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lic, because it unfolds the views he takes of Divine truth, the reasons he assigns for believing that he is a Christian and has a right to preach the Gospel, and the principles in which we wished to act, when we set apart to the sacred work of the Christian ministry, Hindoo labourers.

There is a strong and Christian feeling generally excited in churches towards the poor perishing Heathen, and the efforts that have been made, and that are making for their spiritual good, bear the evident marks of their origin. We accept these first fruits as a certain pledge of a speedy and bountiful harvest. The spirit of grace and supplication is poured out, and the fervour of true piety is daily making the distinction between the church and the world more apparent. We wish by no means to underrate in our own views the pleasingly progressive state of vital godliness in the churches at home; but whilst we do rejoice, yea, and we will rejoice in the peace and increasing prosperity of Zion, we do not wish to overlook a backwardness in the churches to put forth, with heart and goodwill, both hands to the work of the Lord. The churches do not (God forbid they

should do !) the work of the Lord deceitfully, yet we fear there is a tardiness, a want of energy, which convinces the beholders that the whole soul is not

engaged.

Do the churches, make conscience of sending forth their able experienced champions to the field ? Why should local comforts and wants be attended to in preference to the cry of millions perishing for lack of knowledge ? Liberal sums are collected-meetings for prayer and concerting plans are held-joy is diffused through bodies of Christians collected, when they are informed of the success of the gospel at home and abroad. The number of Evangelists is continually increasing, (that are sent from the churches to foreign parts,) who carry with them the glad tidings of salvation to the ends of the earth. What hindereth the church, that she does not fully obey the will of her Lord and Master? Why does she not call forth a Barnabas, a good man and full of the Holy Ghost-a beloved Paul and Silas-men who are willing to hazard their lives, and finish their course in the high places of the field? Why should the church act as if she considered that she was con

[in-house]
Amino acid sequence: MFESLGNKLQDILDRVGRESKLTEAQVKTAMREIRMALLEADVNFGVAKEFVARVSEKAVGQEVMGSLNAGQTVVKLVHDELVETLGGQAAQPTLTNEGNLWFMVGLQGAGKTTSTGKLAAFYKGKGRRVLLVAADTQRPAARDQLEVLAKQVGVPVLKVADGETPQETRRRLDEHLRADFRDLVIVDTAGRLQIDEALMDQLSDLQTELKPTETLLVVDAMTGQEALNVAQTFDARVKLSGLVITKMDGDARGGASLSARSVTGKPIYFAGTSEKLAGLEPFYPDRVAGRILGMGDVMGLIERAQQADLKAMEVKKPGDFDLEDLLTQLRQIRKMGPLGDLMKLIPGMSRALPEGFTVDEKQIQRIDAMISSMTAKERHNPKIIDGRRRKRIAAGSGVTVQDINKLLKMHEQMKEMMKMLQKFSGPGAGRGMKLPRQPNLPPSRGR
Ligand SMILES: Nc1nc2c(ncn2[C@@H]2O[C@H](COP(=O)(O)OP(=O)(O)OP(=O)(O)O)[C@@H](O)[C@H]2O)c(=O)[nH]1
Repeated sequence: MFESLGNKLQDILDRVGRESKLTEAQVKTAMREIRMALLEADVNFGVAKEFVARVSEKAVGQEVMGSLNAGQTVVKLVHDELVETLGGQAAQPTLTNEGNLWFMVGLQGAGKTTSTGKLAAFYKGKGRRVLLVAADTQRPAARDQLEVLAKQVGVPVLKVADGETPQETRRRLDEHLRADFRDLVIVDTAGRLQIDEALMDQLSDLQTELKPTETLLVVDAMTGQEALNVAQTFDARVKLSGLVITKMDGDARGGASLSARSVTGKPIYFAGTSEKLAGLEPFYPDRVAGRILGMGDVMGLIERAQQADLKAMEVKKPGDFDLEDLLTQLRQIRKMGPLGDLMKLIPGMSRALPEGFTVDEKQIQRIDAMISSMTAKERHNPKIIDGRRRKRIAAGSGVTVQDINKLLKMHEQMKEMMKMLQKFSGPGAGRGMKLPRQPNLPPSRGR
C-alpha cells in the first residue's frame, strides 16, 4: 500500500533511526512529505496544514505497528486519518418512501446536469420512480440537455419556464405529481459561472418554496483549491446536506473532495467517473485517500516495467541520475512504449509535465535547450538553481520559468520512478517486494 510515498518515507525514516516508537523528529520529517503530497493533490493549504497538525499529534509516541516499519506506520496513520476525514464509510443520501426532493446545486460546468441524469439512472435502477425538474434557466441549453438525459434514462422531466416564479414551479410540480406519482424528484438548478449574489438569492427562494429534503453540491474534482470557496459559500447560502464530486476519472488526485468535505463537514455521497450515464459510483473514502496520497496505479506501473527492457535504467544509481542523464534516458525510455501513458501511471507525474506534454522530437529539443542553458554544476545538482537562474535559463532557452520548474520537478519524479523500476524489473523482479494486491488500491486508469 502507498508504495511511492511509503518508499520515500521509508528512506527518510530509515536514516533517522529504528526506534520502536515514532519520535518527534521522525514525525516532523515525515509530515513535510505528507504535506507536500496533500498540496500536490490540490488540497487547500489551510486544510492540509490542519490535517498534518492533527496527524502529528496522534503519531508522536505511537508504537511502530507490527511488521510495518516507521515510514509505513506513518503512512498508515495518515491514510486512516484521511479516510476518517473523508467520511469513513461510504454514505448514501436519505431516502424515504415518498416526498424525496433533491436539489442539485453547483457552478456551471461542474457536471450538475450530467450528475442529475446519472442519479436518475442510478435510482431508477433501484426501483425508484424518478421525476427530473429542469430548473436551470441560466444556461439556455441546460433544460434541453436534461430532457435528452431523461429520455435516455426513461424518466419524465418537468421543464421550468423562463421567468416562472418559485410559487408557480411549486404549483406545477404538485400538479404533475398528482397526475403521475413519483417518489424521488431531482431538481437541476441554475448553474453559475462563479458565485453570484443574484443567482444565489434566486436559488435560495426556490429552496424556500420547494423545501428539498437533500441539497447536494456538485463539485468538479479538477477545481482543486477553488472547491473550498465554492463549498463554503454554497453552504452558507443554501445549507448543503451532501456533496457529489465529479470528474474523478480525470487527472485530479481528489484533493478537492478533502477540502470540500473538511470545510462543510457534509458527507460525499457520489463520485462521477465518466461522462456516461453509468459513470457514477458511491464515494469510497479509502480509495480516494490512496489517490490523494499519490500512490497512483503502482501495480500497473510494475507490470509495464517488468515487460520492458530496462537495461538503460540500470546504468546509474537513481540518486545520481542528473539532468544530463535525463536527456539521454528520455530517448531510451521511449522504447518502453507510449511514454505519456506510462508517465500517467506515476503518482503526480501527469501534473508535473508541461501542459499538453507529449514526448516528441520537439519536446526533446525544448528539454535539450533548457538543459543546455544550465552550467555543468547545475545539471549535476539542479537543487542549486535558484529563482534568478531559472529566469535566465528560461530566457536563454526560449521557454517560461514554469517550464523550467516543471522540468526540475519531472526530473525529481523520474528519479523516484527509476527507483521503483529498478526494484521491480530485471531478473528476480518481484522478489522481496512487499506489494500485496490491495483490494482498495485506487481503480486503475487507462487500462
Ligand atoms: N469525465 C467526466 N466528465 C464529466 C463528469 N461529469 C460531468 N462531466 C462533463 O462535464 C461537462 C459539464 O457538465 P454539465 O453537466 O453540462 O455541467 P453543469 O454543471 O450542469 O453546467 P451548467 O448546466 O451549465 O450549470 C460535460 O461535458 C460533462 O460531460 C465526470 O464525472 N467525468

ferring a favour on the heathen as those who are aliens only, and not view them as brethren in greater, much greater spiritual distress than themselves, and minister to them accordingly? We have, therefore, endeavoured to give utterance to our feelings on this subject in the Discourses. It is, we think, our duty to bear our testimony (however feeble) against what appears sinful neglect in the churches, and to suggest remedies which if correct ought instantly to be adopted.

The question on the Validity of Roman Catholic Baptism, as administered by that church, and the debate between Samuel and a Roman Catholic, we have given a place to in this volume, from the consideration of the relative importance of the subject. If the Romish Church is Antichristian, the true church is bound to separate in spirit and in every respect from that abomination. We, as part of the true Church of Christ, consider it our duty to record our public testimony that we disown her, and all her ministrations, as strictly Antichristian.

The character of Hindoo believers has been described, and their labours stated, partly to show that

the past exertions of the church for that part of India have not been in vain, and partly to exhibit the adaptation of native labourers to the work of the gospel among their countrymen.

Praying for the blessing of the Holy One of Israel, that it may rest upon all scriptural efforts for the diffusion of the gospel of the blessed Jesus in heathen lands, we commit this work to his care.

London, November 14th, 1827.

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